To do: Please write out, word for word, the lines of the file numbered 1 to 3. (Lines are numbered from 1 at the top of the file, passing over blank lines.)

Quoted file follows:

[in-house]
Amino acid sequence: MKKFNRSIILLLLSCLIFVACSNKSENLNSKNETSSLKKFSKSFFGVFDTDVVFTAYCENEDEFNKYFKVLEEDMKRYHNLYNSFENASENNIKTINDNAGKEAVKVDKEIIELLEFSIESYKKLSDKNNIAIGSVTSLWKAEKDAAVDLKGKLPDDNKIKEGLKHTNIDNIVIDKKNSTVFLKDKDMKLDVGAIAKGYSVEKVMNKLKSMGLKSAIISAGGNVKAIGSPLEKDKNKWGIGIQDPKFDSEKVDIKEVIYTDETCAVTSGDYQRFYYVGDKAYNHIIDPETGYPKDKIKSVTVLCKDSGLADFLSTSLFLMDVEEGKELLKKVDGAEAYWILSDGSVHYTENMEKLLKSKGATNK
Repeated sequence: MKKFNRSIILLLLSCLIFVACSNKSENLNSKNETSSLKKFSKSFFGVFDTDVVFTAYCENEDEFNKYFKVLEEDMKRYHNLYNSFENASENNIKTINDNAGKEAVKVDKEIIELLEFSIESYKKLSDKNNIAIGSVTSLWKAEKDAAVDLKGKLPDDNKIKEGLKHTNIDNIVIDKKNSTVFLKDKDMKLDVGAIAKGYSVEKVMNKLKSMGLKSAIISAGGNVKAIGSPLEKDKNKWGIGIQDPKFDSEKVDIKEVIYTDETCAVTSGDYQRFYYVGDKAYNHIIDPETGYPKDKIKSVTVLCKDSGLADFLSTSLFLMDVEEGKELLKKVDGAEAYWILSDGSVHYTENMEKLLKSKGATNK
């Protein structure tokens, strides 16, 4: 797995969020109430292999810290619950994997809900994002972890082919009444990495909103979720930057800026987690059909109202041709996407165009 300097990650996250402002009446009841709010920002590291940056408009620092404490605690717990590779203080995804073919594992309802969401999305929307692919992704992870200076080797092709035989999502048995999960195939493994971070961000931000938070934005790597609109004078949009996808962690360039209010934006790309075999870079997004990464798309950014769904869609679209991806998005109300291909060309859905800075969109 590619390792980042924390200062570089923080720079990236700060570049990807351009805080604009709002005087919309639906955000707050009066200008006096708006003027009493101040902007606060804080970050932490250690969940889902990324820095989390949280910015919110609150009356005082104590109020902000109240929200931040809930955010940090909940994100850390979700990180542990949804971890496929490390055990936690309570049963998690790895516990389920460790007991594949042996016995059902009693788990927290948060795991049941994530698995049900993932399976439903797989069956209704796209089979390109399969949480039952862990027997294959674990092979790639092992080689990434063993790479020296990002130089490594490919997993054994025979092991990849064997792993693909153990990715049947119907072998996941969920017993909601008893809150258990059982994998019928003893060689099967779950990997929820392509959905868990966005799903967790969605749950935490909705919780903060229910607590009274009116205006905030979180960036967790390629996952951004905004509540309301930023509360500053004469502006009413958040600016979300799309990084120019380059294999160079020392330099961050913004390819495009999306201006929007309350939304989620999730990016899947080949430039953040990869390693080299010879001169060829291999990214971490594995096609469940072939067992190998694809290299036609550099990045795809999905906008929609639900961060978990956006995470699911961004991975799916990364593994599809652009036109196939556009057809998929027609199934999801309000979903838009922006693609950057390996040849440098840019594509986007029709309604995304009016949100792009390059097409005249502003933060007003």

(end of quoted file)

[in-house]
Amino acid sequence: MKKFNRSIILLLLSCLIFVACSNKSENLNSKNETSSLKKFSKSFFGVFDTDVVFTAYCENEDEFNKYFKVLEEDMKRYHNLYNSFENASENNIKTINDNAGKEAVKVDKEIIELLEFSIESYKKLSDKNNIAIGSVTSLWKAEKDAAVDLKGKLPDDNKIKEGLKHTNIDNIVIDKKNSTVFLKDKDMKLDVGAIAKGYSVEKVMNKLKSMGLKSAIISAGGNVKAIGSPLEKDKNKWGIGIQDPKFDSEKVDIKEVIYTDETCAVTSGDYQRFYYVGDKAYNHIIDPETGYPKDKIKSVTVLCKDSGLADFLSTSLFLMDVEEGKELLKKVDGAEAYWILSDGSVHYTENMEKLLKSKGATNK
Repeated sequence: MKKFNRSIILLLLSCLIFVACSNKSENLNSKNETSSLKKFSKSFFGVFDTDVVFTAYCENEDEFNKYFKVLEEDMKRYHNLYNSFENASENNIKTINDNAGKEAVKVDKEIIELLEFSIESYKKLSDKNNIAIGSVTSLWKAEKDAAVDLKGKLPDDNKIKEGLKHTNIDNIVIDKKNSTVFLKDKDMKLDVGAIAKGYSVEKVMNKLKSMGLKSAIISAGGNVKAIGSPLEKDKNKWGIGIQDPKFDSEKVDIKEVIYTDETCAVTSGDYQRFYYVGDKAYNHIIDPETGYPKDKIKSVTVLCKDSGLADFLSTSLFLMDVEEGKELLKKVDGAEAYWILSDGSVHYTENMEKLLKSKGATNK